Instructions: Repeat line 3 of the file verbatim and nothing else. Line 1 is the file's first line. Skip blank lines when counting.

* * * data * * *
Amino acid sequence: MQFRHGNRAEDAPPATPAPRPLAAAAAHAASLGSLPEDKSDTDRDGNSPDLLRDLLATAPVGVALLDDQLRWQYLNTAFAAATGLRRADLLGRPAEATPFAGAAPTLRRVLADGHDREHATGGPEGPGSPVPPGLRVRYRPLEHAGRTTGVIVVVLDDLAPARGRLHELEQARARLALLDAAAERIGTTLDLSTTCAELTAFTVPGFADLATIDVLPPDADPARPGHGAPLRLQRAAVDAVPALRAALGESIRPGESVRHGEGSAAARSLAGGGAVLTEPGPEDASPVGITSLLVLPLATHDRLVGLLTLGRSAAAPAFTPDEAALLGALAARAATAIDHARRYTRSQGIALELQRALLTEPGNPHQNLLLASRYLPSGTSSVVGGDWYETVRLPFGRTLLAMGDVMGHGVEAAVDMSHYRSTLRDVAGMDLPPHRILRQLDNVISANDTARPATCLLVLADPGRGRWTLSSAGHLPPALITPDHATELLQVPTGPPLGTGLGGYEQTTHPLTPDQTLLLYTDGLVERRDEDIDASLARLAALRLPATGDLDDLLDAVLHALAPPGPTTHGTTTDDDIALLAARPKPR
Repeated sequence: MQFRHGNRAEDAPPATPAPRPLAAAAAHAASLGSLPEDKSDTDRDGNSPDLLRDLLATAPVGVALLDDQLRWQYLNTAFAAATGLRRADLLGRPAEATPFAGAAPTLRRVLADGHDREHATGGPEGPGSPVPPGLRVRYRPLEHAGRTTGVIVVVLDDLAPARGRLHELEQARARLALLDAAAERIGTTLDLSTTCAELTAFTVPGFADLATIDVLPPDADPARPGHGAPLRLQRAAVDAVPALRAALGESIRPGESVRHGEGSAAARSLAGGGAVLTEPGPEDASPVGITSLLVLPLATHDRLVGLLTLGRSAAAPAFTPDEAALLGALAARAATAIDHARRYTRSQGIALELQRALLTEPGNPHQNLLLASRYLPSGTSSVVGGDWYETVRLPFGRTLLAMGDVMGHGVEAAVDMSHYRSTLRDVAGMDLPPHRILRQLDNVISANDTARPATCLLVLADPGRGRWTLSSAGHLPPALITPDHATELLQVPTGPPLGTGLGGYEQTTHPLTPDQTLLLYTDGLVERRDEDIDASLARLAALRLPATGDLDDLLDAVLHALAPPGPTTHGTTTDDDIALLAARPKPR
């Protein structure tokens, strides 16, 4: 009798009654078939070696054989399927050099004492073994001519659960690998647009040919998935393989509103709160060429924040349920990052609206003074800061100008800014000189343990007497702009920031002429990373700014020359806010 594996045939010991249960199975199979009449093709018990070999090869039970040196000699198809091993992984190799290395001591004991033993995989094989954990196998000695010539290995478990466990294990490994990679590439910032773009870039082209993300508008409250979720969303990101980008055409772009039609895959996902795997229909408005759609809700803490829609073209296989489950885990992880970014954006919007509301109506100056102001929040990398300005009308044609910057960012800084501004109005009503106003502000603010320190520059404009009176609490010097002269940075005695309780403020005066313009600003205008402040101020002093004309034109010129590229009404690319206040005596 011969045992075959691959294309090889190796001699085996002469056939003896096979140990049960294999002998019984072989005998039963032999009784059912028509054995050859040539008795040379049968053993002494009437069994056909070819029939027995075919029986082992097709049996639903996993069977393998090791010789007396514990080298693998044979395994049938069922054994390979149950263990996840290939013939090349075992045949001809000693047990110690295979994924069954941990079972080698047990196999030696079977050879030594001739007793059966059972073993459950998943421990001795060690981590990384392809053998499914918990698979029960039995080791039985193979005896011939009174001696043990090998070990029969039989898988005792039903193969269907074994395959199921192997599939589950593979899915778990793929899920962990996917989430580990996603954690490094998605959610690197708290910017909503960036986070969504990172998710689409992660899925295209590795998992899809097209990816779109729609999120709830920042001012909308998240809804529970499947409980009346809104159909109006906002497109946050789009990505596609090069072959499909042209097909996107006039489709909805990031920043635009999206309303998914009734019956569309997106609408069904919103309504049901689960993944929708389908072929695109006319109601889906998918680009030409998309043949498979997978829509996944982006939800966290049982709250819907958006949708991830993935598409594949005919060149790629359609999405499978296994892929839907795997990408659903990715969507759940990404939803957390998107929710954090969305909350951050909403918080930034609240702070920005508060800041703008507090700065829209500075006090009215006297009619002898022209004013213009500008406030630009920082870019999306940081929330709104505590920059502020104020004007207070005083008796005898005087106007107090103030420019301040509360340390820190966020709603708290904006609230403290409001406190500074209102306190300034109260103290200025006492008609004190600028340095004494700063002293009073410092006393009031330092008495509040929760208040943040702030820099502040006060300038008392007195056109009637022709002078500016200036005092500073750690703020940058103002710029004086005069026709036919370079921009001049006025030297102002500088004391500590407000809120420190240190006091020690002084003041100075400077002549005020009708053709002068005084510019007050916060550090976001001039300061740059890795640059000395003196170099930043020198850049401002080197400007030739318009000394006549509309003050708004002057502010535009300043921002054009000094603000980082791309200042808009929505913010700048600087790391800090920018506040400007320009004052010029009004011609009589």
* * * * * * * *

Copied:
């Protein structure tokens, strides 16, 4: 009798009654078939070696054989399927050099004492073994001519659960690998647009040919998935393989509103709160060429924040349920990052609206003074800061100008800014000189343990007497702009920031002429990373700014020359806010 594996045939010991249960199975199979009449093709018990070999090869039970040196000699198809091993992984190799290395001591004991033993995989094989954990196998000695010539290995478990466990294990490994990679590439910032773009870039082209993300508008409250979720969303990101980008055409772009039609895959996902795997229909408005759609809700803490829609073209296989489950885990992880970014954006919007509301109506100056102001929040990398300005009308044609910057960012800084501004109005009503106003502000603010320190520059404009009176609490010097002269940075005695309780403020005066313009600003205008402040101020002093004309034109010129590229009404690319206040005596 011969045992075959691959294309090889190796001699085996002469056939003896096979140990049960294999002998019984072989005998039963032999009784059912028509054995050859040539008795040379049968053993002494009437069994056909070819029939027995075919029986082992097709049996639903996993069977393998090791010789007396514990080298693998044979395994049938069922054994390979149950263990996840290939013939090349075992045949001809000693047990110690295979994924069954941990079972080698047990196999030696079977050879030594001739007793059966059972073993459950998943421990001795060690981590990384392809053998499914918990698979029960039995080791039985193979005896011939009174001696043990090998070990029969039989898988005792039903193969269907074994395959199921192997599939589950593979899915778990793929899920962990996917989430580990996603954690490094998605959610690197708290910017909503960036986070969504990172998710689409992660899925295209590795998992899809097209990816779109729609999120709830920042001012909308998240809804529970499947409980009346809104159909109006906002497109946050789009990505596609090069072959499909042209097909996107006039489709909805990031920043635009999206309303998914009734019956569309997106609408069904919103309504049901689960993944929708389908072929695109006319109601889906998918680009030409998309043949498979997978829509996944982006939800966290049982709250819907958006949708991830993935598409594949005919060149790629359609999405499978296994892929839907795997990408659903990715969507759940990404939803957390998107929710954090969305909350951050909403918080930034609240702070920005508060800041703008507090700065829209500075006090009215006297009619002898022209004013213009500008406030630009920082870019999306940081929330709104505590920059502020104020004007207070005083008796005898005087106007107090103030420019301040509360340390820190966020709603708290904006609230403290409001406190500074209102306190300034109260103290200025006492008609004190600028340095004494700063002293009073410092006393009031330092008495509040929760208040943040702030820099502040006060300038008392007195056109009637022709002078500016200036005092500073750690703020940058103002710029004086005069026709036919370079921009001049006025030297102002500088004391500590407000809120420190240190006091020690002084003041100075400077002549005020009708053709002068005084510019007050916060550090976001001039300061740059890795640059000395003196170099930043020198850049401002080197400007030739318009000394006549509309003050708004002057502010535009300043921002054009000094603000980082791309200042808009929505913010700048600087790391800090920018506040400007320009004052010029009004011609009589």